Overall exports to Japan had declined 5.6 percent to $1.01 billion in fiscal 2016-17. Japan is the only destination in Asia where Bangladesh’s overall exports crossed the $1 billion mark in each of the previous two years. In the first six months of the current fiscal year, Bangladesh exported garment items worth $363.231 million to Japan. Bangladesh accounts for 2.3 percent of Japan’s annual garment import, growing by around 20-30 percent every year, according to Japan Textiles Importers Association.

JETRO (Japan External Trade Organization) Dhaka

JETRO Dhaka is the official investment and trade promotion organization of the government of Japan under the Ministry of Economy Trade and Industry (METI). It is a non-profit organization. JETRO head office was established in 1958 & it inaugurated its overseas office in Bangladesh in 1973. Since then JETRO Dhaka is dedicated to promoting mutually beneficial trade and investment between Japan and Bangladesh.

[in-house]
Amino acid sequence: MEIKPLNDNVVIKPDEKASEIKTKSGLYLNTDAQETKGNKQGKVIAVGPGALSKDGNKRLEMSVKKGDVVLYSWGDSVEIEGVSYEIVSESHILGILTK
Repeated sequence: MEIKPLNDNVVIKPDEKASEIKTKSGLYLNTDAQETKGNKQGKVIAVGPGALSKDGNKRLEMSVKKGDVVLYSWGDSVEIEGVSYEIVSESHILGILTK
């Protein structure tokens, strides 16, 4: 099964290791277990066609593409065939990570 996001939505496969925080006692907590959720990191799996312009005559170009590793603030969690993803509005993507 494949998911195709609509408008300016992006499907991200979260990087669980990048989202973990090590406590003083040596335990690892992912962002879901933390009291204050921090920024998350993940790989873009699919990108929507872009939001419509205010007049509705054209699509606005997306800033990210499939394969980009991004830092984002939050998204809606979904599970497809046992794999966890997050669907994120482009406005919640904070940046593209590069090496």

JETRO has more than 70 offices in the world. As part of JETRO’s overseas office network, JETRO Dhaka works in full coordination with its Head Quarters in Japan to fulfill all the desired tasks entrusted to it from time to time. JETRO Dhaka looks after the interest of all Japanese companies that exist in Bangladesh and all Bangladeshi companies that are doing business with Japan. A number of local and foreign companies operating from Bangladesh are making use of JETRO Dhaka as their source of vital information on Japan in order to open up their business relationship with Japan or to upgrade their existing business relations.

Our activities in Bangladesh are specially designed to assist potential Bangladeshi entrepreneurs (mostly those of SMEs) to export to Japan as well as to promote industrial & technical co-operation and to attract Japanese Investment in Bangladesh. We have identified sectors like readymade garments, textile, dyeing, ceramic, information technology, handicraft, energy-saving, and human resource development as the priority areas of cooperation.